Wednesday, 30 November 2016


December 2016

Some people are missing.  The shepherds are all in place with their tea-towel head-dresses and their soft-toy sheep, three kings with gold card crowns are waiting off-stage for their cue, the innkeepers are ready with their unwelcoming replies, and Joseph and Mary and the pantomime donkey are approaching.  But shouldn’t Herod’s soldiers be here somewhere, brandishing swords with which to carry out the terrible massacre of the young boys in Bethlehem? 

We understand why they are usually left out of the story in children’s nativity plays.  (Perhaps we need some adult versions too!)  But there are good reasons not to forget that the soldiers are very definitely part of the story in Matthew’s Gospel.

Firstly, they reconnect the sugary child’s version with the world that we really live in and that Jesus was really born into.  Tragically, children are all too often the victims of the self-centred actions of adults – whether caught in the crossfire of warring militias, caught in the crossfire of warring parents, or discarded before they are even born.

Secondly, the soldiers remind us that the violence of our world was directed against Jesus Christ himself.  From Herod’s attempt to kill him at birth, to the Jewish leaders’ later death plots and the Roman authorities’ collusion with their wishes, Jesus Christ was in the firing line.

In fact, Jesus came into our world knowing full well that this would happen, that the whole world would oppose him and crush him and that he would absorb in his own body all the guilt and the horrifying  consequences of our hostility towards him and his Father .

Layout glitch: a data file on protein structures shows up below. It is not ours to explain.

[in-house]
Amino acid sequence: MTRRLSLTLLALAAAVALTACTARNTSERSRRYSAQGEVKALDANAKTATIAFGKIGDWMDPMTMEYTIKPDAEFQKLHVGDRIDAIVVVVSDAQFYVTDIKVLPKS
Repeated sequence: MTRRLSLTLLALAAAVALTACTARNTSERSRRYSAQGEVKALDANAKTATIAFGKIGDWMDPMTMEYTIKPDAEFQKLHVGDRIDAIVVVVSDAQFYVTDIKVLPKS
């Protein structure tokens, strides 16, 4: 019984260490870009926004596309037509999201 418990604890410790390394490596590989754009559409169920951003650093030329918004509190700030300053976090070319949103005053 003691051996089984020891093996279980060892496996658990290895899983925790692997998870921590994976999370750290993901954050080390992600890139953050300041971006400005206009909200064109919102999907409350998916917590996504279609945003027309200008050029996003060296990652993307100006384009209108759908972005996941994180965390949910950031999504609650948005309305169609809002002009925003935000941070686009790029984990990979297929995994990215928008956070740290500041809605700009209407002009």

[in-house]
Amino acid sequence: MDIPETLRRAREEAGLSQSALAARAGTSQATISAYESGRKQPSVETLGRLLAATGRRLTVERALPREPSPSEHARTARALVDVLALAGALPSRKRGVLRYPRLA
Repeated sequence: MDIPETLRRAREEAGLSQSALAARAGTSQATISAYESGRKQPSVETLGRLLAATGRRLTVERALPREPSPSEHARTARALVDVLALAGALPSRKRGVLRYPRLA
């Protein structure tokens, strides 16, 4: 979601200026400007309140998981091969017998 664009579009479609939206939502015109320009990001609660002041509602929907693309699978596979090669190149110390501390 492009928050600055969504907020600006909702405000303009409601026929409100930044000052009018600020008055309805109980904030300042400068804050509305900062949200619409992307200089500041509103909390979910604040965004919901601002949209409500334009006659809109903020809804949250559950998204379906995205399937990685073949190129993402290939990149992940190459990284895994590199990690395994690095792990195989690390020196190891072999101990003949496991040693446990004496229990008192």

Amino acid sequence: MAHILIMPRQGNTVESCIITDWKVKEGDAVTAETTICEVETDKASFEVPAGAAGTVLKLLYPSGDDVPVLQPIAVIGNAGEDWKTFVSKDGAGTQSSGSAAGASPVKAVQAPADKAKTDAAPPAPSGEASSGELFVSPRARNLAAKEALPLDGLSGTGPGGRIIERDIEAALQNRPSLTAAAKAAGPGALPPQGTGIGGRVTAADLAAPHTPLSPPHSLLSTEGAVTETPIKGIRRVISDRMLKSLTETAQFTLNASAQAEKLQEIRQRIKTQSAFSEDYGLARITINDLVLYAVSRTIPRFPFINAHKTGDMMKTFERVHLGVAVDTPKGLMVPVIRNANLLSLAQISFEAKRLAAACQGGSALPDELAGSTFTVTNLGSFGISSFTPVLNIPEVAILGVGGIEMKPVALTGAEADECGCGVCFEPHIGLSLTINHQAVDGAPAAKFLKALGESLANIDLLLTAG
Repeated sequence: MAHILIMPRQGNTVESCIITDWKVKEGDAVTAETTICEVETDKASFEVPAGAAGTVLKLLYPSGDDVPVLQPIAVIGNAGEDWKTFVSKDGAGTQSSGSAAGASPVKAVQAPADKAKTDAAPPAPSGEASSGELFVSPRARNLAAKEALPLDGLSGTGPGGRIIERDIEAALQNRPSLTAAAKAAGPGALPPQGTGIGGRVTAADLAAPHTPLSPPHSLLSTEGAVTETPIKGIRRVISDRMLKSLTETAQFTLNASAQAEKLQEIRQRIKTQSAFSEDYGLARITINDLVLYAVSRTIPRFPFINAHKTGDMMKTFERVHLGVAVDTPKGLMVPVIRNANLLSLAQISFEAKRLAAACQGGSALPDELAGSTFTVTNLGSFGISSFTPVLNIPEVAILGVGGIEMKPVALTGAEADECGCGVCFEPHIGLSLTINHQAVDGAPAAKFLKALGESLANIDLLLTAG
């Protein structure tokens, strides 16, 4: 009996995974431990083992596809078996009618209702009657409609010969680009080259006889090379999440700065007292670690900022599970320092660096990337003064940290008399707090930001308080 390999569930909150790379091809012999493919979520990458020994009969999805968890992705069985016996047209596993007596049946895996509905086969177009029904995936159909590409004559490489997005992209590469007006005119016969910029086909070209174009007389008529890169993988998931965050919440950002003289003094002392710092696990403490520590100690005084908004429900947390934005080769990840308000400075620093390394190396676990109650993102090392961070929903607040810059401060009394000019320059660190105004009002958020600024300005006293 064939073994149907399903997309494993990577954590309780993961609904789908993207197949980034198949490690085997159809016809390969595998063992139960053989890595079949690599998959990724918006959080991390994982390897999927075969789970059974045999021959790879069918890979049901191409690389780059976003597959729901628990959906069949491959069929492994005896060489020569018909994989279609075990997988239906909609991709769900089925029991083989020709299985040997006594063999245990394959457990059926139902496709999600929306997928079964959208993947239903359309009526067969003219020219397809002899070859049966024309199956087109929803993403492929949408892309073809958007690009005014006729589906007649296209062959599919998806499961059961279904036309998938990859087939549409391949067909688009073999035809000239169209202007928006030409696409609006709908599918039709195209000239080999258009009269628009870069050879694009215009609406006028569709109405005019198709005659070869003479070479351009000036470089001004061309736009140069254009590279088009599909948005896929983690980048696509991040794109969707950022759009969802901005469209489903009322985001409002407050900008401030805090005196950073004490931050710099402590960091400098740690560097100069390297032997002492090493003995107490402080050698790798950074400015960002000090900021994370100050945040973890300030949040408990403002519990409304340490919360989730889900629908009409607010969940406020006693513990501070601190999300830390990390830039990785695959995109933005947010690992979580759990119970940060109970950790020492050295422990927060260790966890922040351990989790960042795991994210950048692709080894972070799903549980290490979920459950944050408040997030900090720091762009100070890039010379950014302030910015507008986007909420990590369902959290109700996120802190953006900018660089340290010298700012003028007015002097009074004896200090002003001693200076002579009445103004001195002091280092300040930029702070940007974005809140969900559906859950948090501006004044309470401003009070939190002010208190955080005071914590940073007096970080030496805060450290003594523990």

Amazingly, Jesus, knowing how we would treat him, still came. 

Wonderfully, the Father did not consult us (there was no referendum or presidential election) when he decided that Jesus should then prevail over his opponents and be installed as the permanent ruler of the whole world:

“Unto us a boy is born!
King of all creation,
came he to a world forlorn,
the Lord of every nation,
the Lord of every nation.”

You will be warmly welcome at any of our services, at Christmas or at any other time.

Happy Christmas!

Graham Burrows

Thursday, 3 November 2016

Who is serving who?

November 2016

‘Our customers always come first’, ‘Serving you 24 hours a day’, ‘Our mission is to serve’.  Businesses like to tell us that they exist to serve our needs and not theirs, although we suspect that’s not the whole story.  And sadly it can be the customers who do all the giving and serving but have very little to show for it.

Churches also have ‘Services’ – but who, exactly, is being served?  Perhaps a ‘Sunday Service’ serves God?  The congregation gives to God praise, or time, or money.  We do our bit to boost the singing or to make the coffee afterwards.  Or perhaps it is the vicar who is being served – poor guy, he needs some people to make his work seem worthwhile!

But actually it is the other way round; the main player is not us, but God.  ‘Divine Service’ (as a church service is sometimes called) is not ‘service rendered to God’ but ‘God’s service to people’. Whatever small part our serving plays, it is dwarfed by the giving and serving of the great giver, whose Son told people that he had “come not to be served but to serve.”

In a Church Service, the Lord God invites us to meet with him and to reconnect with him.  He bandages our wounds, forgives our rebellion, puts us back on our feet, tells us the (painful) truth plainly, renews our hope, gives us a song to sing, builds us up, restores us to our right mind and sends us out at the end knowing what our lives are for. 

But what if you say, “I don’t need God to serve me!”?  Peter felt the same when he saw that Jesus had wrapped a towel round himself and was about to get down on the floor and wash Peter’s smelly, dusty feet.  "No," said Peter, "you shall never wash my feet." Jesus answered, "Unless I wash you, you have no part with me."


Graham Burrows